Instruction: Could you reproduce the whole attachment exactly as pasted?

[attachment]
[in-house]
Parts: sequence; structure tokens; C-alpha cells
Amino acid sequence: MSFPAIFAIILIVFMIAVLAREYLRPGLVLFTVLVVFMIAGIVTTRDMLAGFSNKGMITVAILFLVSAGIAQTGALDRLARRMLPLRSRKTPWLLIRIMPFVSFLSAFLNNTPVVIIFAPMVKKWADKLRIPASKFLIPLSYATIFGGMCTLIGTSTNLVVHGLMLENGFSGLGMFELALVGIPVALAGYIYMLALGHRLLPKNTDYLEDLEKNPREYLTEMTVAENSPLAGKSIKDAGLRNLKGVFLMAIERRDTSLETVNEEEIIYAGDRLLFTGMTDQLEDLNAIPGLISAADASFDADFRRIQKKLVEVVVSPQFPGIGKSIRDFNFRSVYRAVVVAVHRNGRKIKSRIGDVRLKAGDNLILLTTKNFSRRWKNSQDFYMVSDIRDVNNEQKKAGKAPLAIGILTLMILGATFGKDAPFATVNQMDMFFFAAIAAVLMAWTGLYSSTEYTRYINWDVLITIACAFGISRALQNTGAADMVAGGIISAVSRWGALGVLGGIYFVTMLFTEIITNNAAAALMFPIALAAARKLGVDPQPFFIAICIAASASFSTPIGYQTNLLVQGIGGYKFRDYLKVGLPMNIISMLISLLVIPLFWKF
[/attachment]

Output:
[in-house]
Parts: sequence; structure tokens; C-alpha cells
Amino acid sequence: MSFPAIFAIILIVFMIAVLAREYLRPGLVLFTVLVVFMIAGIVTTRDMLAGFSNKGMITVAILFLVSAGIAQTGALDRLARRMLPLRSRKTPWLLIRIMPFVSFLSAFLNNTPVVIIFAPMVKKWADKLRIPASKFLIPLSYATIFGGMCTLIGTSTNLVVHGLMLENGFSGLGMFELALVGIPVALAGYIYMLALGHRLLPKNTDYLEDLEKNPREYLTEMTVAENSPLAGKSIKDAGLRNLKGVFLMAIERRDTSLETVNEEEIIYAGDRLLFTGMTDQLEDLNAIPGLISAADASFDADFRRIQKKLVEVVVSPQFPGIGKSIRDFNFRSVYRAVVVAVHRNGRKIKSRIGDVRLKAGDNLILLTTKNFSRRWKNSQDFYMVSDIRDVNNEQKKAGKAPLAIGILTLMILGATFGKDAPFATVNQMDMFFFAAIAAVLMAWTGLYSSTEYTRYINWDVLITIACAFGISRALQNTGAADMVAGGIISAVSRWGALGVLGGIYFVTMLFTEIITNNAAAALMFPIALAAARKLGVDPQPFFIAICIAASASFSTPIGYQTNLLVQGIGGYKFRDYLKVGLPMNIISMLISLLVIPLFWKF